Hachimaki – Traditional Japanese headbands

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Do you know Japanese bandanas? In this article, we are going to talk about hachimaki [鉢巻]. Chances are, you've seen in a movie or anime a person tying a long white and red cloth around their head.

The word hachimaki literally means "to wrap around the head". It is usually made of white and red fabric, can be considered a bandana or headband, and is used in Japan for a variety of reasons and reasons.

The word hachi It can also mean “container”, perhaps because of the old barrels made entirely of braided bamboo, whose rim it held was called a hachimaki. Hachi it is also the name of the famous dog and means lucky number.

Situations when using a Hachimaki

The hachimaki can symbolize perseverance, effort and courage. They are used on many occasions as traditional events in the country, sports fans, students and even by women who give birth in order to increase motivation and show determination.

Here is a list of situations in which a motivational Japanese bandana is used:

  • Cultural Festivals;
  • Sports and friendly competitions;
  • During childbirth;
  • Used by motorcycle gangs bosozoku;
  • Used in pre-university courses;
  • Used by office workers;
  • Used by sports practitioners;
  • Unionists during political campaigns;
  • Used to strengthen the spirit;
  • Used at decisive moments;
  • Used to get courage and perseverance;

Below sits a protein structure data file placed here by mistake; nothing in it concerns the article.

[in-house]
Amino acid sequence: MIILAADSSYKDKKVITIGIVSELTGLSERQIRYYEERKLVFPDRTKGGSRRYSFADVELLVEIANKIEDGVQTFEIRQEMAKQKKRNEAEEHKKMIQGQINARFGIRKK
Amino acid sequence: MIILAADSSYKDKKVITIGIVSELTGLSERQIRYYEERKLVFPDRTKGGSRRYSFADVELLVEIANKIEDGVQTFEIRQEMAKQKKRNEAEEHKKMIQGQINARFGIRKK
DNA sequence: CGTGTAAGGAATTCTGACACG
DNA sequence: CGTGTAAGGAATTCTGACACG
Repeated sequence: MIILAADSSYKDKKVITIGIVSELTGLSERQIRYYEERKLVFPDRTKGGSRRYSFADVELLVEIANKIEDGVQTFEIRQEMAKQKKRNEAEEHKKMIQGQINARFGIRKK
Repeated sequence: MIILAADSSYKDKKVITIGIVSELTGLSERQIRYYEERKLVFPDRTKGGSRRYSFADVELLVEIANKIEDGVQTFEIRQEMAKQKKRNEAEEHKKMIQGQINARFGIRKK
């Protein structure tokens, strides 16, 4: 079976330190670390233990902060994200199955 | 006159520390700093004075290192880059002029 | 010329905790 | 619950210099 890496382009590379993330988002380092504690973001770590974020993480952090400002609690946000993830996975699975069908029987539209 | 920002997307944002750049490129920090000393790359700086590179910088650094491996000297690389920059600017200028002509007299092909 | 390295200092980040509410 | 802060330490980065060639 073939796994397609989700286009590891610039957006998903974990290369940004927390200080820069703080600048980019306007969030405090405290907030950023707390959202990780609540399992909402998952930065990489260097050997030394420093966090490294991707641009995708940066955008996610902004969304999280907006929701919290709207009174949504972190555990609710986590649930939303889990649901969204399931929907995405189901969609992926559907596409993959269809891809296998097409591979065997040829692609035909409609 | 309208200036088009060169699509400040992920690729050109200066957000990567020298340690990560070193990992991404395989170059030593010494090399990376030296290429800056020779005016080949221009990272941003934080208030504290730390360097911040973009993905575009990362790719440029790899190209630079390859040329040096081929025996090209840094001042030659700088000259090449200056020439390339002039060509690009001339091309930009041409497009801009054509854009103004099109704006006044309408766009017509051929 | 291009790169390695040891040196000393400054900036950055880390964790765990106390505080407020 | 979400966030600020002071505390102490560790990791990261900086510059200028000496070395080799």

• Used by fighters Karate and other martial arts;
Hachimaki - the traditional Japanese bandanas

THE Origin of Hachimaki

The origin of hachimaki is somewhat uncertain. One theory links to religious ascetics in Japan. Others say that the emergence was in the time of the samurai. For those put the cloth on the head because of the heavy helmets.

The cloth would have protected many users, as the helmet held on to the head, absorbed sweat and prevented hair from getting in the eyes. Others link the emergence of the hachimaki to the first religious mentors in Japan.

Hachimaki - the traditional Japanese bandanas

Regardless of origin, the hachimaki ended up becoming a Japanese symbol. An interesting fact is that at the time of the Second World War, kamikaze pilots wore this cloth on their heads written seven lives or hisshou [必勝] which means certain victory.

During all battles, they wore the hachimaki, as a symbol of war spirit. It was also used as protection, as the helmet used by them was uncomfortable and even hurt when used directly on the head.

Because of the war the bandana ended up gaining worldwide fame. The samurai also wore the bandana for the same reason, in addition to comfort, it may be able to suck sweat. Bandanas can also be found with other writings.

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The Hachimaki Used Today

These bands are also often used twisted (nejirihachimaki) or tied with a knot at the front (mukouhachimaki) that are often used by sushimen, carpenters, fishmongers and other professions. The purpose of this use is also to show confidence in the activity performed.

Hachimaki - the traditional Japanese bandanas

Today, hachimaki is mainly used by athletes and people who exercise, to absorb sweat. In movies and in Western POP culture the bandana is used a little out of context.

For it is generally used and related to people who practice martial arts. Even though many of these fighters use the hachimaki, they are far from the only ones to use.

Anything can be written or drawn on the hachimaki. But, there are typical phrases and slogans, always associated with something motivational. Some of these bandanas can completely cover the head (kengakafuri).

It is also very common to have drawn the red circle of the japanese flag. Always demonstrating the effort that the user demonstrates and nationalist or sporting pride.

Have you ever seen these bandanas somewhere? Did you know they had that name? I hope you enjoyed this little article. We appreciate the comments and shares.

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